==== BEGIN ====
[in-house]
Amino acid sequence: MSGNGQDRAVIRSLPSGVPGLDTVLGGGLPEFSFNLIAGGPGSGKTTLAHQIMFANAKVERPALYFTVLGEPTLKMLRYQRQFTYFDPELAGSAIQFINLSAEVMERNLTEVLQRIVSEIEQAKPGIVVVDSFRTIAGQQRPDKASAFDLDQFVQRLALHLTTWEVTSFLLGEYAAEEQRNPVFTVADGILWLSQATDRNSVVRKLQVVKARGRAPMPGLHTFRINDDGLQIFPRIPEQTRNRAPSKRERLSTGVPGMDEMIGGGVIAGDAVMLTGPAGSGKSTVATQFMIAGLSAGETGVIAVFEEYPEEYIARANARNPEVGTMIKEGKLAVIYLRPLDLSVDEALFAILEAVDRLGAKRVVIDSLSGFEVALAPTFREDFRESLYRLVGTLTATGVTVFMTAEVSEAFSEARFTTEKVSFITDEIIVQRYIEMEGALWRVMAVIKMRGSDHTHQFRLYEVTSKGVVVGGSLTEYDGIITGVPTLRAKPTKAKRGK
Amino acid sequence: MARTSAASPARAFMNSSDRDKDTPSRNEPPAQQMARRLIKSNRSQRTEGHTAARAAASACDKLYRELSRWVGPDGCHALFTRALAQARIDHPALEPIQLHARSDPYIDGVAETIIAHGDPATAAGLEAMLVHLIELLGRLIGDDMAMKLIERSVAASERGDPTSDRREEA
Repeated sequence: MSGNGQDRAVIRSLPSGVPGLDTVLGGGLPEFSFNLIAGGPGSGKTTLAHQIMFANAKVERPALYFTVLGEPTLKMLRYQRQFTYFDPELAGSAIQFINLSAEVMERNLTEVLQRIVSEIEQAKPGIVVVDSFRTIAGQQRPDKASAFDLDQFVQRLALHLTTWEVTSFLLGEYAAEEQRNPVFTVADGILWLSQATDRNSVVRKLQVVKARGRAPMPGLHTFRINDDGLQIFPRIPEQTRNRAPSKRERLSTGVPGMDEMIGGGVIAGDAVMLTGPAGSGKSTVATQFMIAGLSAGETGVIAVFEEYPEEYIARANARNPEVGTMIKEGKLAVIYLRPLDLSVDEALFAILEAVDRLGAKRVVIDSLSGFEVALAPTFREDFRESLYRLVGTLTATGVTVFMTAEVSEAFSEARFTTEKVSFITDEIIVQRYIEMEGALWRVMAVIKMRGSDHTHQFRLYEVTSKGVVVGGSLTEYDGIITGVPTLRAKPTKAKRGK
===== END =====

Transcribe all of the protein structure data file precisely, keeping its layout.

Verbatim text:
[in-house]
Amino acid sequence: MSGNGQDRAVIRSLPSGVPGLDTVLGGGLPEFSFNLIAGGPGSGKTTLAHQIMFANAKVERPALYFTVLGEPTLKMLRYQRQFTYFDPELAGSAIQFINLSAEVMERNLTEVLQRIVSEIEQAKPGIVVVDSFRTIAGQQRPDKASAFDLDQFVQRLALHLTTWEVTSFLLGEYAAEEQRNPVFTVADGILWLSQATDRNSVVRKLQVVKARGRAPMPGLHTFRINDDGLQIFPRIPEQTRNRAPSKRERLSTGVPGMDEMIGGGVIAGDAVMLTGPAGSGKSTVATQFMIAGLSAGETGVIAVFEEYPEEYIARANARNPEVGTMIKEGKLAVIYLRPLDLSVDEALFAILEAVDRLGAKRVVIDSLSGFEVALAPTFREDFRESLYRLVGTLTATGVTVFMTAEVSEAFSEARFTTEKVSFITDEIIVQRYIEMEGALWRVMAVIKMRGSDHTHQFRLYEVTSKGVVVGGSLTEYDGIITGVPTLRAKPTKAKRGK
Amino acid sequence: MARTSAASPARAFMNSSDRDKDTPSRNEPPAQQMARRLIKSNRSQRTEGHTAARAAASACDKLYRELSRWVGPDGCHALFTRALAQARIDHPALEPIQLHARSDPYIDGVAETIIAHGDPATAAGLEAMLVHLIELLGRLIGDDMAMKLIERSVAASERGDPTSDRREEA
Repeated sequence: MSGNGQDRAVIRSLPSGVPGLDTVLGGGLPEFSFNLIAGGPGSGKTTLAHQIMFANAKVERPALYFTVLGEPTLKMLRYQRQFTYFDPELAGSAIQFINLSAEVMERNLTEVLQRIVSEIEQAKPGIVVVDSFRTIAGQQRPDKASAFDLDQFVQRLALHLTTWEVTSFLLGEYAAEEQRNPVFTVADGILWLSQATDRNSVVRKLQVVKARGRAPMPGLHTFRINDDGLQIFPRIPEQTRNRAPSKRERLSTGVPGMDEMIGGGVIAGDAVMLTGPAGSGKSTVATQFMIAGLSAGETGVIAVFEEYPEEYIARANARNPEVGTMIKEGKLAVIYLRPLDLSVDEALFAILEAVDRLGAKRVVIDSLSGFEVALAPTFREDFRESLYRLVGTLTATGVTVFMTAEVSEAFSEARFTTEKVSFITDEIIVQRYIEMEGALWRVMAVIKMRGSDHTHQFRLYEVTSKGVVVGGSLTEYDGIITGVPTLRAKPTKAKRGK